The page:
Mortgage rates have settled in the past couple of weeks, waiting for the outcome of the Republican tax overhaul plan.
According to the latest data released Thursday by Freddie Mac, the 30-year fixed-rate average slipped to 3.90 percent with an average 0.4 point. (Points are fees paid to a lender equal to 1 percent of the loan amount.) It was 3.94 percent a week ago and 3.57 percent a year ago.
The 15-year fixed-rate average fell to 3.24 percent with an average 0.5 point. It was 3.27 percent a week ago and 2.88 percent a year ago. The five-year adjustable-rate average wandered lower to 3.22 percent with an average 0.5 point. It was 3.23 percent a week ago and 2.88 percent a year ago.
“Mortgage rates ticked downward at the end of last week following the release of the GOP tax plan and have held steady early this week,” said Aaron Terrazas, a senior economist at Zillow. “The much-anticipated official nomination of Jerome Powell as the next chair of the Federal Reserve and strong jobs report were already priced in, and had little impact on rates. There are no major economic releases scheduled for this week, so markets are likely to be watching for any major announcements on tax reform progress.”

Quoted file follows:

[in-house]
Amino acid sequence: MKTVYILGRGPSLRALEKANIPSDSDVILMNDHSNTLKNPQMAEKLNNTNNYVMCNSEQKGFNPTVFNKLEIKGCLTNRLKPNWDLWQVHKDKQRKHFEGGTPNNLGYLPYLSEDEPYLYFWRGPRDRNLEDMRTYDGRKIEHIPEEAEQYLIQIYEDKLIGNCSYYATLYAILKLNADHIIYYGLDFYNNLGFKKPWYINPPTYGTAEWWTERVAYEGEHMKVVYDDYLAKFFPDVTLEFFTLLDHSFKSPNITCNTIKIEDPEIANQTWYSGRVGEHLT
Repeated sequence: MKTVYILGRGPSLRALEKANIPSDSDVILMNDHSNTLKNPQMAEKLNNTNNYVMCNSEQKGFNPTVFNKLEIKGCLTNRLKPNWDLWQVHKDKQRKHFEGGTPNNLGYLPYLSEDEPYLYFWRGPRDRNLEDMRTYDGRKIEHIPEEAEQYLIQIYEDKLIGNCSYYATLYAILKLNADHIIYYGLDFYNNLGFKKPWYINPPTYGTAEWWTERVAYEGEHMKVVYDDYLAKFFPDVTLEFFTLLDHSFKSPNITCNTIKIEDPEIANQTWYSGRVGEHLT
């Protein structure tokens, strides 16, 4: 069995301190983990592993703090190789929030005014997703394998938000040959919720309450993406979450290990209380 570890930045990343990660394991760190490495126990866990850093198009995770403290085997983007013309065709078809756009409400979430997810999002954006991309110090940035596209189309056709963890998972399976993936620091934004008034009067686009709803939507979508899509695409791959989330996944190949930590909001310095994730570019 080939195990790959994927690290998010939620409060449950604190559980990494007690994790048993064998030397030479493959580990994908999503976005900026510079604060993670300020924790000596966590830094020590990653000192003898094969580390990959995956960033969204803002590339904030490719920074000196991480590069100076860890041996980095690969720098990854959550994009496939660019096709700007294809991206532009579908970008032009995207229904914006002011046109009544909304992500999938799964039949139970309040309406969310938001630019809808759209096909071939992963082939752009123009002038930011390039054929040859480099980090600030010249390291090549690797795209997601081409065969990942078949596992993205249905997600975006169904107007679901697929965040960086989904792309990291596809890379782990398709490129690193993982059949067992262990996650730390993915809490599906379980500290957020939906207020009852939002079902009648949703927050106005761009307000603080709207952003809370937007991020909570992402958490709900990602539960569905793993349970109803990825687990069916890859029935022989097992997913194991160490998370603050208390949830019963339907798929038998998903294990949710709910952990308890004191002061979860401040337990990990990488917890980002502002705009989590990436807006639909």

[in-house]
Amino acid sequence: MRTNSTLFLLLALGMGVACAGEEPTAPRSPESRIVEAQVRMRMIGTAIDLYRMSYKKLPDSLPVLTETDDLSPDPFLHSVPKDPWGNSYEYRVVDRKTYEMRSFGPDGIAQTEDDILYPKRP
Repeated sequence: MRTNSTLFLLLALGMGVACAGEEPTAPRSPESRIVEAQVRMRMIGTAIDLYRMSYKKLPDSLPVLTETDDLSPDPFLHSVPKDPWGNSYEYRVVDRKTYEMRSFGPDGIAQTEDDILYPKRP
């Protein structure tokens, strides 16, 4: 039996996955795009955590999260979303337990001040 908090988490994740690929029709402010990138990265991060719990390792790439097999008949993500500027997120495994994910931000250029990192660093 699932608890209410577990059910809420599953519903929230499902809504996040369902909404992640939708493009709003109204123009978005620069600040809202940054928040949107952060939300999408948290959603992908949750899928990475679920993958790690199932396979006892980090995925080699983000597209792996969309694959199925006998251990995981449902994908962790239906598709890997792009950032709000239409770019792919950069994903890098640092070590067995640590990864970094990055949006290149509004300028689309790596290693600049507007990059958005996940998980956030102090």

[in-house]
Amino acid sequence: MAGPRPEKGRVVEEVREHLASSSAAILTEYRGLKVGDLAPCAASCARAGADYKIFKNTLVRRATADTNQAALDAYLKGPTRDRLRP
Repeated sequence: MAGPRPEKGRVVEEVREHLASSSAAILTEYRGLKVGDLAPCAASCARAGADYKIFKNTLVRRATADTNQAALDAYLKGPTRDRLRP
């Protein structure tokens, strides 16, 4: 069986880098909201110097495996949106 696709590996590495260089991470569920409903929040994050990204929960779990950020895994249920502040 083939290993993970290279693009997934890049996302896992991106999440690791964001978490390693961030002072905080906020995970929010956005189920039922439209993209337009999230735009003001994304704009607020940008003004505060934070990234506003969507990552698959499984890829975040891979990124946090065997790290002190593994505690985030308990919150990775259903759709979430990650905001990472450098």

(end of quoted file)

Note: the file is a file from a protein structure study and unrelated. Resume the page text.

Bankrate.com, which puts out a weekly mortgage rate trend index, found that more than half of the experts it surveyed say rates will remain relatively stable in the coming week. Brett Sinnott, vice president of capital markets at CMG Financial, is one who expects rates to be flat.
“Global tensions continue in all regions of the globe, which has pulled a lot of media attention away from economic conditions,” Sinnott said. “With media coverage seeming to be a big market driver in recent history, the lack of coverage has given rates a temporary break from the spotlight and thus we have seen a slight tick downward. The Fed still expects to increase again before the end of 2017. With the natural slowdown because of the holiday season and continued increases in housing prices, the beginning of 2018 could lead to a battle of higher rates forcing lower housing prices.”
Meanwhile, mortgage applications ran out of steam last week, according to the latest data from the Mortgage Bankers Association. The market composite index — a measure of total loan application volume — was unchanged. The refinance index fell 1 percent, while the purchase index ticked up 1 percent.